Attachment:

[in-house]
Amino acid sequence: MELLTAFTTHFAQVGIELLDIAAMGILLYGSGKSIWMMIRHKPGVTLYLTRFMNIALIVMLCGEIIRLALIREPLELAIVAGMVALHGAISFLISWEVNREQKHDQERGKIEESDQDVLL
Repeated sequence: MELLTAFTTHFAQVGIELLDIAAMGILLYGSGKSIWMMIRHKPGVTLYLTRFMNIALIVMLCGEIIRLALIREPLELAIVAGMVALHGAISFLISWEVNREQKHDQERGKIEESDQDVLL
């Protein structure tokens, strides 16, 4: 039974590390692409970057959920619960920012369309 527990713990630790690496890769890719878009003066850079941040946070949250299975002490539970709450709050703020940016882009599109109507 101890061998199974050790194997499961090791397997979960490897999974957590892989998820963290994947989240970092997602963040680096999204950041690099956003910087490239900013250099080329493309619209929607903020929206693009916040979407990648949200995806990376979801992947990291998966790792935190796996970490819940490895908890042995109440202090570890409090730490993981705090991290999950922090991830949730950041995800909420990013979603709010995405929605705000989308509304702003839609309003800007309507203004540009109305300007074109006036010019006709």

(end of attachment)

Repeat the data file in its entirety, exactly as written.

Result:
[in-house]
Amino acid sequence: MELLTAFTTHFAQVGIELLDIAAMGILLYGSGKSIWMMIRHKPGVTLYLTRFMNIALIVMLCGEIIRLALIREPLELAIVAGMVALHGAISFLISWEVNREQKHDQERGKIEESDQDVLL
Repeated sequence: MELLTAFTTHFAQVGIELLDIAAMGILLYGSGKSIWMMIRHKPGVTLYLTRFMNIALIVMLCGEIIRLALIREPLELAIVAGMVALHGAISFLISWEVNREQKHDQERGKIEESDQDVLL
């Protein structure tokens, strides 16, 4: 039974590390692409970057959920619960920012369309 527990713990630790690496890769890719878009003066850079941040946070949250299975002490539970709450709050703020940016882009599109109507 101890061998199974050790194997499961090791397997979960490897999974957590892989998820963290994947989240970092997602963040680096999204950041690099956003910087490239900013250099080329493309619209929607903020929206693009916040979407990648949200995806990376979801992947990291998966790792935190796996970490819940490895908890042995109440202090570890409090730490993981705090991290999950922090991830949730950041995800909420990013979603709010995405929605705000989308509304702003839609309003800007309507203004540009109305300007074109006036010019006709």